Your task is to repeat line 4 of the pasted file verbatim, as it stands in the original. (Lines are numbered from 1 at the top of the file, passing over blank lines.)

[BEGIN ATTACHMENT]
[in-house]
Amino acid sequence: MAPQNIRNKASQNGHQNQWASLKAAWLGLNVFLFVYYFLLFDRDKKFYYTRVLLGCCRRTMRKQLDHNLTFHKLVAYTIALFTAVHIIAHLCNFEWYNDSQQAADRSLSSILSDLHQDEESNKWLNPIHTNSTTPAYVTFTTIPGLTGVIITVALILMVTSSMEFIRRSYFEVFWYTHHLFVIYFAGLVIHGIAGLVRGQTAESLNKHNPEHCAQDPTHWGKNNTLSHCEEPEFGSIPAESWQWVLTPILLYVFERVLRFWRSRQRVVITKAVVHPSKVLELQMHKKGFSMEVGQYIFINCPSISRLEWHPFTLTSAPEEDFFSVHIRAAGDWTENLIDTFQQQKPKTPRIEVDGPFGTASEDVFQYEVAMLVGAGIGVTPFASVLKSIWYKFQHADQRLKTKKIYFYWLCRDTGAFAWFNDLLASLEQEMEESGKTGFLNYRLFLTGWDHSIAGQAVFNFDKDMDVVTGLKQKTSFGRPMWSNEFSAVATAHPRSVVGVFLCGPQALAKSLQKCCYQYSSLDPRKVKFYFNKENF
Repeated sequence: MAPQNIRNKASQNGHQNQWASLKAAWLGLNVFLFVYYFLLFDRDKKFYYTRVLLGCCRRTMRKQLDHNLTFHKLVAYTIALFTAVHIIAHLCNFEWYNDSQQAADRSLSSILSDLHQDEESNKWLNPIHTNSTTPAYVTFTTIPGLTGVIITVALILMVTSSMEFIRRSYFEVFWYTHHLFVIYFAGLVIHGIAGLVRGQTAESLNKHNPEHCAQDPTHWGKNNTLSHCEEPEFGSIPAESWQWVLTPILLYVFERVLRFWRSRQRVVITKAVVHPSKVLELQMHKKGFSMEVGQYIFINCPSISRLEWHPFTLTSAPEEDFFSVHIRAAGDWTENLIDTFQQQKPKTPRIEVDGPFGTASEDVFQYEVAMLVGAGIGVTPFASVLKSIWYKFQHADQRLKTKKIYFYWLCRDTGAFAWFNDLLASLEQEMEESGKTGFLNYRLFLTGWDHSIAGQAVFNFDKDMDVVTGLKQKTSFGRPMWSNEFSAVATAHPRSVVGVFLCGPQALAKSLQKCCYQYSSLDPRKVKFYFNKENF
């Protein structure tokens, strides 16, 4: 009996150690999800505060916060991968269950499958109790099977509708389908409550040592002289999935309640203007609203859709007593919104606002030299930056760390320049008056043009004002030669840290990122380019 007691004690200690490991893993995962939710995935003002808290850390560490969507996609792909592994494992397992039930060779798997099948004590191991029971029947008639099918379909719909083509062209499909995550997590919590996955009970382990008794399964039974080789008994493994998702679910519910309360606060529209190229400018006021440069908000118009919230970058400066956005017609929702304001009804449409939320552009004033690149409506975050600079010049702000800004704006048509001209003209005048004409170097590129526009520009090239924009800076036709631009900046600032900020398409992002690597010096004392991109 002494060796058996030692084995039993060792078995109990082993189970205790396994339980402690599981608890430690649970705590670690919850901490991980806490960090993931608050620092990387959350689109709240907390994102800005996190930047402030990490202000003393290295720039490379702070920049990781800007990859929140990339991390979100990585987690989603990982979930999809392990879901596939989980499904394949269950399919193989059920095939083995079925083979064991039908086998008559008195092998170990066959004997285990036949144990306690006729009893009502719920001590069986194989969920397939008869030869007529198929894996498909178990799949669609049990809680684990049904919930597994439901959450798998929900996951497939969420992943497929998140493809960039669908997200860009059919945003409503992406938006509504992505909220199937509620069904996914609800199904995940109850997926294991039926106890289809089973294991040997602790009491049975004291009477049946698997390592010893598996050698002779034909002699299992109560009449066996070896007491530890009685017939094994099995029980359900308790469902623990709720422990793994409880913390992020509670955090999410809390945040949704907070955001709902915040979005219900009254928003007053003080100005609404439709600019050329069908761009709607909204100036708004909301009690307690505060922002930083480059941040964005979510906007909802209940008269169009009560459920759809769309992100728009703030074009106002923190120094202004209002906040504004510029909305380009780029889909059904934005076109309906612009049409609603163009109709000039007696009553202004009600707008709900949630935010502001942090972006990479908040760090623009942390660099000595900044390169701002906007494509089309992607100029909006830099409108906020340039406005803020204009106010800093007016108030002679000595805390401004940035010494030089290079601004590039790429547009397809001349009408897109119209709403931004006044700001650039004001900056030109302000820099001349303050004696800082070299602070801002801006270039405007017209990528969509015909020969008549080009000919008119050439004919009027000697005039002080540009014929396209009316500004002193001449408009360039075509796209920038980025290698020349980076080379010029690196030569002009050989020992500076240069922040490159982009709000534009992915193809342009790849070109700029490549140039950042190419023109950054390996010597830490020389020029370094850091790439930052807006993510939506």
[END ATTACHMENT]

């Protein structure tokens, strides 16, 4: 009996150690999800505060916060991968269950499958109790099977509708389908409550040592002289999935309640203007609203859709007593919104606002030299930056760390320049008056043009004002030669840290990122380019 007691004690200690490991893993995962939710995935003002808290850390560490969507996609792909592994494992397992039930060779798997099948004590191991029971029947008639099918379909719909083509062209499909995550997590919590996955009970382990008794399964039974080789008994493994998702679910519910309360606060529209190229400018006021440069908000118009919230970058400066956005017609929702304001009804449409939320552009004033690149409506975050600079010049702000800004704006048509001209003209005048004409170097590129526009520009090239924009800076036709631009900046600032900020398409992002690597010096004392991109 002494060796058996030692084995039993060792078995109990082993189970205790396994339980402690599981608890430690649970705590670690919850901490991980806490960090993931608050620092990387959350689109709240907390994102800005996190930047402030990490202000003393290295720039490379702070920049990781800007990859929140990339991390979100990585987690989603990982979930999809392990879901596939989980499904394949269950399919193989059920095939083995079925083979064991039908086998008559008195092998170990066959004997285990036949144990306690006729009893009502719920001590069986194989969920397939008869030869007529198929894996498909178990799949669609049990809680684990049904919930597994439901959450798998929900996951497939969420992943497929998140493809960039669908997200860009059919945003409503992406938006509504992505909220199937509620069904996914609800199904995940109850997926294991039926106890289809089973294991040997602790009491049975004291009477049946698997390592010893598996050698002779034909002699299992109560009449066996070896007491530890009685017939094994099995029980359900308790469902623990709720422990793994409880913390992020509670955090999410809390945040949704907070955001709902915040979005219900009254928003007053003080100005609404439709600019050329069908761009709607909204100036708004909301009690307690505060922002930083480059941040964005979510906007909802209940008269169009009560459920759809769309992100728009703030074009106002923190120094202004209002906040504004510029909305380009780029889909059904934005076109309906612009049409609603163009109709000039007696009553202004009600707008709900949630935010502001942090972006990479908040760090623009942390660099000595900044390169701002906007494509089309992607100029909006830099409108906020340039406005803020204009106010800093007016108030002679000595805390401004940035010494030089290079601004590039790429547009397809001349009408897109119209709403931004006044700001650039004001900056030109302000820099001349303050004696800082070299602070801002801006270039405007017209990528969509015909020969008549080009000919008119050439004919009027000697005039002080540009014929396209009316500004002193001449408009360039075509796209920038980025290698020349980076080379010029690196030569002009050989020992500076240069922040490159982009709000534009992915193809342009790849070109700029490549140039950042190419023109950054390996010597830490020389020029370094850091790439930052807006993510939506």